But what about bangs? The third item sometimes pilfered at school was elemental iodine, but not with any connection to silver nitrate. In those days many homes seemed to have a bottle of ammonia as a household cleaner and so it was easy for one of the boys to bring a little of it to the hostel. Mix those two chemicals together and you’re on your way to a very sensitive explosive that we called ammonium iodide but was properly nitrogen tri-iodide. Luckily for us it seemed stable until dried out, and we took advantage of that. The simplest use was to splash it on the floor where no one was likely to walk for a few hours, by which time it would be dry in that warm inland climate. The dried patches could be small enough to go unnoticed but when someone arrived and trod on one there would be a sharp “Crack!” under his feet.
Occasionally someone would try to be more imaginative and the best example that comes to mind involved someone’s towel, hung in regulation fashion on the steel bar forming the head of his bed. Someone carefully placed a blob of the iodine mixture on the bar a few inches away, pulled a thread from the towel, and laid that along the bar so that it ended in the sludge-like blob. A few hours later it had dried, and when the victim next reached for his towel the watching crowd of boys in the know weren’t disappointed by his startled reaction.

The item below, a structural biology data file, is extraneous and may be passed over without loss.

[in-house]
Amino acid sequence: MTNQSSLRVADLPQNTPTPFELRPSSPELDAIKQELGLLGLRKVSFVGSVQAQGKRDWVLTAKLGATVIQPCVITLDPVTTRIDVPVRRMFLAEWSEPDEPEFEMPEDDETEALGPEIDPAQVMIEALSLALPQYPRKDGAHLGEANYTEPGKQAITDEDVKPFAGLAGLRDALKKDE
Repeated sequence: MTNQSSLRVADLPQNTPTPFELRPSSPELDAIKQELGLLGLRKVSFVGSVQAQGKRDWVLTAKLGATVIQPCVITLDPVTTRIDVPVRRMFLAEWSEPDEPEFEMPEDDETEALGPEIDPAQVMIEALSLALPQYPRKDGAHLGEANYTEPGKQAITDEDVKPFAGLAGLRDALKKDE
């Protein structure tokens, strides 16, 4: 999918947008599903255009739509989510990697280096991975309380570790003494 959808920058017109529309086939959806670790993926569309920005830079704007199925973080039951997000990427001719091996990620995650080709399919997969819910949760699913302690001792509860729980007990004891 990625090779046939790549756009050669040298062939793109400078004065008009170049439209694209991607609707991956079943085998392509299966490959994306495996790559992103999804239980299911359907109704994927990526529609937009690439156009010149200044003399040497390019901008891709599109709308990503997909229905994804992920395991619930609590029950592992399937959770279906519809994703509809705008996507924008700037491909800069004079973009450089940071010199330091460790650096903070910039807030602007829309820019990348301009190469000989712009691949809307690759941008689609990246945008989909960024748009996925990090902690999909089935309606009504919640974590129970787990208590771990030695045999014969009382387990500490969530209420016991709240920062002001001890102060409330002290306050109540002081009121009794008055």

Back to empty cartridge cases from .22 bullets, known to us as “doppies” from the Afrikaans, they were always easily available. Apart from those that some boys brought from home, there was a firing range at school. Target shooting with .22 rifles was part of our cadet training and the empty cases had to be cleared up after each session. An occasional trick with them was to take a couple of matches and shave off the material forming the head, trying not to include any wood with it, and feed this into the doppie. Then a pair of pliers was necessary, to pinch together the open end and fold it over. This sealed doppie could be carried around in a pocket until the opportunity arose to toss it into a fire, and then one had a minute or so to move clear before the bang.